If you are a new owner of a puppy, then I highly suggest you read my feeding instructions. There's helpful tips on how you should feed your small puppy and ways to deal with a puppy that lacks an appetite.
You'll also find food supplies listed there, things I feel are vital to have for new owners.
My puppies are vaccinated against many diseases by the time they leave my home. Would you like to know more about my vaccine schedule, what vaccines I use, among other fun tidbits? Then go ahead and visit our vaccinations page. Too late, you're already on it!
Hypoglycemia in small dogs & puppies is the result of a puppy not eating. A prime reason puppies stop eating is due to the stress they go under when entering a new home. They feel uncomfortable, and that translates to a poor appetite.
Do you know what to do to help them? Try enticing your little Maltipoo with delicious Gerber Baby Meatsticks. Usually they will find these irresistable, even under stressful conditions.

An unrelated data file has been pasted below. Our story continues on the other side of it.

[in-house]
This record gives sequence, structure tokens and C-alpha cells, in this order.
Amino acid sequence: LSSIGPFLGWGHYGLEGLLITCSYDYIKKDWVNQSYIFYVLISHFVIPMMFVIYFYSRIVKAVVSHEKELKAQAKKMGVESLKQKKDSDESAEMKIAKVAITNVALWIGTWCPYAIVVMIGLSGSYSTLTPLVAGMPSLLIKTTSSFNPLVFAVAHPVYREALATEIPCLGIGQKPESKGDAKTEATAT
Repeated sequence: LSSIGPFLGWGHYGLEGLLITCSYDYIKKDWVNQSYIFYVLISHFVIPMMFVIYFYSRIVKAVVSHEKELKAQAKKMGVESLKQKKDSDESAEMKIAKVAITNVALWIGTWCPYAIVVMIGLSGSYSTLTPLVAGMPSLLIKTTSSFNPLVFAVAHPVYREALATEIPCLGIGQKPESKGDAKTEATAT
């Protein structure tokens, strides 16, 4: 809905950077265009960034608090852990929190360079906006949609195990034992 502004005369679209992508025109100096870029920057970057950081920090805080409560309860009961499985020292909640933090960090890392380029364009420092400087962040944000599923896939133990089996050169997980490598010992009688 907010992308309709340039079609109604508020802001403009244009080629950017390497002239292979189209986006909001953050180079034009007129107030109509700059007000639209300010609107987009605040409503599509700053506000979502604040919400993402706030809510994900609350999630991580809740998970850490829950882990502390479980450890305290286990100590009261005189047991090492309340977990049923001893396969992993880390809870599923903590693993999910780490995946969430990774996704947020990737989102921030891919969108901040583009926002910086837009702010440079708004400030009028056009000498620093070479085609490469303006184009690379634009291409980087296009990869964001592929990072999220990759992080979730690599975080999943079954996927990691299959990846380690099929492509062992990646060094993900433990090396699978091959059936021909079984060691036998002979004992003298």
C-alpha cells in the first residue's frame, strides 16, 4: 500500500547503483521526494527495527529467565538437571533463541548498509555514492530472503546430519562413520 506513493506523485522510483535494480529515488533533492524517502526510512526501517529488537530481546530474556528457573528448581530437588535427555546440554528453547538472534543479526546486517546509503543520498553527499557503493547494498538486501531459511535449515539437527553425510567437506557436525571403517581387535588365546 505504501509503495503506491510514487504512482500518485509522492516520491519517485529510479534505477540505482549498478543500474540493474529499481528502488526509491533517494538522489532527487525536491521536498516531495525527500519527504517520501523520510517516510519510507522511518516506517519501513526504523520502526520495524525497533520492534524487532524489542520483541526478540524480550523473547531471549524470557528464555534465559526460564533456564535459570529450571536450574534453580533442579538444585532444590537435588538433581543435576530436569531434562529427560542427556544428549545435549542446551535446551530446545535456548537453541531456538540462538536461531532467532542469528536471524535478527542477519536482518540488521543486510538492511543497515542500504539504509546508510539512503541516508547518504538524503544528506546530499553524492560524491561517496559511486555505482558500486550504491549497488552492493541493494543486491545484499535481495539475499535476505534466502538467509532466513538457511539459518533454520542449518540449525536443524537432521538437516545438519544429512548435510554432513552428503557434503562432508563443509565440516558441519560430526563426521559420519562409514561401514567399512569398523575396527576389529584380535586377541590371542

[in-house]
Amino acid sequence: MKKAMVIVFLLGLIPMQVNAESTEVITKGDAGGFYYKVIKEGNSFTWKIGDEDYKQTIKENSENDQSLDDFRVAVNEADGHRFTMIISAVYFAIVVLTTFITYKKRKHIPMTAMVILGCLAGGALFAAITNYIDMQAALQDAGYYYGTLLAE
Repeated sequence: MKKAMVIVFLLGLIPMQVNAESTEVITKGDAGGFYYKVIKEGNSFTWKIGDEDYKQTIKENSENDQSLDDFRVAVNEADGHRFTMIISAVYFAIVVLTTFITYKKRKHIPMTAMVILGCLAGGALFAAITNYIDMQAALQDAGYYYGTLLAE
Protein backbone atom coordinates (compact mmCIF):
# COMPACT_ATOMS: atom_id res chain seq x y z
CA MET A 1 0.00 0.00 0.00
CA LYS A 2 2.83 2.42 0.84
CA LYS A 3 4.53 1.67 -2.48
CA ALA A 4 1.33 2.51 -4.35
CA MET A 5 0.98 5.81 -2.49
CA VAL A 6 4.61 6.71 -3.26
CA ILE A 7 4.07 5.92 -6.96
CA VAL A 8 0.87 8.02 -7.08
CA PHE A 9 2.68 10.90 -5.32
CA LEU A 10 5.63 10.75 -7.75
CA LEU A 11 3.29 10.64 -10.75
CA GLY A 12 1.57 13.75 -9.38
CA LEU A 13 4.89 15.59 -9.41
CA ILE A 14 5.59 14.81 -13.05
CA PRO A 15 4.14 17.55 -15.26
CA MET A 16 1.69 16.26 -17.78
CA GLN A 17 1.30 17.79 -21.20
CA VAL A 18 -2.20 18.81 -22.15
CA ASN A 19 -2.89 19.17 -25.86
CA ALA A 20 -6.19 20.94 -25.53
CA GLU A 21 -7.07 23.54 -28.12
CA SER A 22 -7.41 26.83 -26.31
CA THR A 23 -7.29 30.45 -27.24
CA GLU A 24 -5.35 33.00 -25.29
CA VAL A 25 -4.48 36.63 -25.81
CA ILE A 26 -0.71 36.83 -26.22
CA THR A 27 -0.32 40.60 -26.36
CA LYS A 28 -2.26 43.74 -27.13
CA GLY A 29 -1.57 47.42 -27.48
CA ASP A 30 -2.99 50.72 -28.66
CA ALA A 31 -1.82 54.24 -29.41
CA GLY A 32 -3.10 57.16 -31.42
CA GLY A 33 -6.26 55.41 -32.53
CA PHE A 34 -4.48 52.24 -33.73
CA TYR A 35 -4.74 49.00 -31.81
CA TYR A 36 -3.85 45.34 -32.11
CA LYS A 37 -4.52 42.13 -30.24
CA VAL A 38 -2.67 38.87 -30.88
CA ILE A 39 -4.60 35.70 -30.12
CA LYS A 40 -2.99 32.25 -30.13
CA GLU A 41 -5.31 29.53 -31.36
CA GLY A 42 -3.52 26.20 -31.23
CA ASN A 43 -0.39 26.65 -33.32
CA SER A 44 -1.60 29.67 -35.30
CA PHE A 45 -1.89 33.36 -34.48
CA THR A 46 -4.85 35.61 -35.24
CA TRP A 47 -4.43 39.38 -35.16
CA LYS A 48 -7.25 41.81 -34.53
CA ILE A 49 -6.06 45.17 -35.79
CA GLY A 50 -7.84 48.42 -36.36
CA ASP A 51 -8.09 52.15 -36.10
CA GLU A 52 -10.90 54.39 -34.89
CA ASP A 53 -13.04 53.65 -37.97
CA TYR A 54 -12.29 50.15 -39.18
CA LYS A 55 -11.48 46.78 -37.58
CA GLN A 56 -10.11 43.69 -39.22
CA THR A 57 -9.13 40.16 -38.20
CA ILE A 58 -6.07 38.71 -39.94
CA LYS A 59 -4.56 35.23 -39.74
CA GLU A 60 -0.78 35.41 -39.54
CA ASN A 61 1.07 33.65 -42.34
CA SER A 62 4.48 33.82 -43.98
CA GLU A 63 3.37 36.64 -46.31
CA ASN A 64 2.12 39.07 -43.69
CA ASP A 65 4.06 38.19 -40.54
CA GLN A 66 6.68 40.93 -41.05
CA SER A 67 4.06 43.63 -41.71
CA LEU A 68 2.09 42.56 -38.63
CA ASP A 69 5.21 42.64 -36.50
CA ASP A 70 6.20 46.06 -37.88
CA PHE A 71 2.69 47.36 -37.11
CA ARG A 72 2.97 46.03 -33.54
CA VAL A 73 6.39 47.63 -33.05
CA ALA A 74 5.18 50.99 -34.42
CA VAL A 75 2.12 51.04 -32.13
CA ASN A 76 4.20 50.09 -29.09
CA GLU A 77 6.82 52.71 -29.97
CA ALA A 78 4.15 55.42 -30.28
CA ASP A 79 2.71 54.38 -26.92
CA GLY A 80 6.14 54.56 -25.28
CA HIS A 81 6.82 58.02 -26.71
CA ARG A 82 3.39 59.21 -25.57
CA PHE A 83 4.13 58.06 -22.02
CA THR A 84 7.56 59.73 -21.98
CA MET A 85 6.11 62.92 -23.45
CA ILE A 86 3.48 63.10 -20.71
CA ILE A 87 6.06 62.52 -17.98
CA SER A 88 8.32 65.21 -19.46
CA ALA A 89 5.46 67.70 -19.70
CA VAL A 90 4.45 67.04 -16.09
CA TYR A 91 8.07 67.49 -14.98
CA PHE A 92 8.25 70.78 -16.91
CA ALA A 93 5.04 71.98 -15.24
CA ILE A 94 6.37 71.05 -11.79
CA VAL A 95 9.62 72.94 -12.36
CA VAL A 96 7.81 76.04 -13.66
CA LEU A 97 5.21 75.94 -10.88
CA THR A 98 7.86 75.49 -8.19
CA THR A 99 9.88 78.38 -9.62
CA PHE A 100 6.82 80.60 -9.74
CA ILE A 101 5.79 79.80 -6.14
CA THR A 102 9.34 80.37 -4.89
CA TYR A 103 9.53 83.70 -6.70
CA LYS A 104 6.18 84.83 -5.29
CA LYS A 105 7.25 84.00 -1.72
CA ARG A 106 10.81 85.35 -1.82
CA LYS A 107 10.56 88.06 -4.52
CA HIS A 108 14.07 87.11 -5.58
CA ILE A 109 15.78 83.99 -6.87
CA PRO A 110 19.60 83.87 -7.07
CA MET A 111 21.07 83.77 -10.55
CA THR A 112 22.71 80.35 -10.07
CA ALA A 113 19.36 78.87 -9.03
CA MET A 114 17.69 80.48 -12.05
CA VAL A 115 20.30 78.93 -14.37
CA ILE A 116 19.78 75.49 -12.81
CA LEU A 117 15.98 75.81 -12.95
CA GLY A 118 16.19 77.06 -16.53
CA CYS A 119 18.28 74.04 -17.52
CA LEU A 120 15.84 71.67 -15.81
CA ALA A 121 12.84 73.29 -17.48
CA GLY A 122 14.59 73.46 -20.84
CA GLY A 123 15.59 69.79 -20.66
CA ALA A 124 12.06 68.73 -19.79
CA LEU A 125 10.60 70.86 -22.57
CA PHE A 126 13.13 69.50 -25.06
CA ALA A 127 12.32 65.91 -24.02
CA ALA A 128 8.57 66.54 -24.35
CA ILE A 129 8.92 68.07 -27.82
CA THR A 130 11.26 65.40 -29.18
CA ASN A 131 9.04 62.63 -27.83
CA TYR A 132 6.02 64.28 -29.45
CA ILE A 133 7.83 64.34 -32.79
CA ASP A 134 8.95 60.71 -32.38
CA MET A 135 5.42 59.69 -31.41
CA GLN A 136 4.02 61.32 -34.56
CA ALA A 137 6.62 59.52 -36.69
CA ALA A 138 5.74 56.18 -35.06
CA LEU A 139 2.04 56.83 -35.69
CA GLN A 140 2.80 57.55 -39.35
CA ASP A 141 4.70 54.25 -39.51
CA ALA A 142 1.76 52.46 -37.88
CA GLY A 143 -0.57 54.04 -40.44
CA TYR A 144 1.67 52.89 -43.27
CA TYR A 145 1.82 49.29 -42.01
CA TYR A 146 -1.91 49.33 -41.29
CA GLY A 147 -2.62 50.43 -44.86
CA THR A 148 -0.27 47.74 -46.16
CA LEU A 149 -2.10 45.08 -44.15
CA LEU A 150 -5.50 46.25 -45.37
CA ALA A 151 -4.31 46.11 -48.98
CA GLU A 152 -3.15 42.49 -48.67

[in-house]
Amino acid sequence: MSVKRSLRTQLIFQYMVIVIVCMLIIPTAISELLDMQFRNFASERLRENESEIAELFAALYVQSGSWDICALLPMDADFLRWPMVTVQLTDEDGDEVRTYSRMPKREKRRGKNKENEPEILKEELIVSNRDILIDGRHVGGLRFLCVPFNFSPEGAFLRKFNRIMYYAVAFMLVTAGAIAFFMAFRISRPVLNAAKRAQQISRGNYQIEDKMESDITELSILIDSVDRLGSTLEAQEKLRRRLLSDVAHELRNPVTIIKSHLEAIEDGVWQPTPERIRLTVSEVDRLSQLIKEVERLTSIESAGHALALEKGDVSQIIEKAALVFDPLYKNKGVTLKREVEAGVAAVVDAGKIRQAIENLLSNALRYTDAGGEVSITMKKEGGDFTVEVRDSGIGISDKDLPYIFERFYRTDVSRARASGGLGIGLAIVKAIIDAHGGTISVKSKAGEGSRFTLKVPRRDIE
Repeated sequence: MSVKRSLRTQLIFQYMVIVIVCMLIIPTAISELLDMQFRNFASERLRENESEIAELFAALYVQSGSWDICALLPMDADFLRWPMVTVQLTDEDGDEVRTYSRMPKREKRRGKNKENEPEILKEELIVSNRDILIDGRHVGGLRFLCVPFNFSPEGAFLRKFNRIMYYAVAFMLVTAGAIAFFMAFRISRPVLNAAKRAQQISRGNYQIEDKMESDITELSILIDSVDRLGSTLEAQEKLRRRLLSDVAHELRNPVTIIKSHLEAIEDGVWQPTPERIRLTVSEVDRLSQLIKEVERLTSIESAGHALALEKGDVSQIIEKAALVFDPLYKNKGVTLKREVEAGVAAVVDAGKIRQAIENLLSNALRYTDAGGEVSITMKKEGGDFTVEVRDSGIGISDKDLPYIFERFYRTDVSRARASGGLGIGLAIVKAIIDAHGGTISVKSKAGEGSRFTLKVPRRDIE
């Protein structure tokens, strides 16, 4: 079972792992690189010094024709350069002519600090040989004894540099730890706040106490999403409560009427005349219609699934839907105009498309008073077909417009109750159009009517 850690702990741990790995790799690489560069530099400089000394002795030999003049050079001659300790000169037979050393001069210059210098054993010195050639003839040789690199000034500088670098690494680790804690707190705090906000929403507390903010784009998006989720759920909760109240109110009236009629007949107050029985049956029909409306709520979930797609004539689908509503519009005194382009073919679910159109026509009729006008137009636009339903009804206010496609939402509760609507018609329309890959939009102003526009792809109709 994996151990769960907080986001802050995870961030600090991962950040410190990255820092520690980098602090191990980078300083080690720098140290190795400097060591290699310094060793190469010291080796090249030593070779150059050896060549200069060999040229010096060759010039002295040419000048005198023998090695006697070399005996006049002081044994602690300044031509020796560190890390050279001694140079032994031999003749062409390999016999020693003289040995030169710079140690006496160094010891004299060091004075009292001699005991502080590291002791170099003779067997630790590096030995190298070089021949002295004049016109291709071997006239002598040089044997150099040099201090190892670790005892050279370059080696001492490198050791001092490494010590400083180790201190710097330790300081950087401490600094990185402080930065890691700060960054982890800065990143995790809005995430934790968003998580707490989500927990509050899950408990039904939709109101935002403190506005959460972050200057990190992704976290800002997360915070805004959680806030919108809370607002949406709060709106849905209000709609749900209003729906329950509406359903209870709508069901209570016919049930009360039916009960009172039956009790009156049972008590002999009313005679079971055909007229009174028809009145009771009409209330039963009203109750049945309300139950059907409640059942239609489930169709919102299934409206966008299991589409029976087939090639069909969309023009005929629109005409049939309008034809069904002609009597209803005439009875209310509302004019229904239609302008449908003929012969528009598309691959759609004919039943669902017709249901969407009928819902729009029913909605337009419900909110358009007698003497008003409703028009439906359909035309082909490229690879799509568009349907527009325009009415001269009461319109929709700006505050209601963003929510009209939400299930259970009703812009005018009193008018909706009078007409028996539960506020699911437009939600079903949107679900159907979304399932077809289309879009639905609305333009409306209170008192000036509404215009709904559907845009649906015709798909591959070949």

I have a word of warning I'd like to share to all current dog or puppy owners. You're now aware of the dangers multiple vaccinations can pose to a dog or puppy, so it's time you protect them. How? If you take your dog to a veterinarian on a yearly or bi-yearly basis for booster shots, then keep careful watch on what's happening. Sometimes, a veterinarian may try to give a Rabies shot along with the booster shots.
Oh no, that's dangerous; a combination like that could be the end of your poor pet! Intervention on your end will be required here. Safety first!
While you are there, check also to see if your veterinarian attempts to give your adult dogs a Corona shot. Why? Corona is a disease only found in puppies, thus, giving it to an adult dog is pointless. This won't stop them from trying though, because they may not be acquainted with that fact. Additionally, watching for this mistake is a great way to gauge the capabilities of your veterinarians intellect in his field of supposed expertise.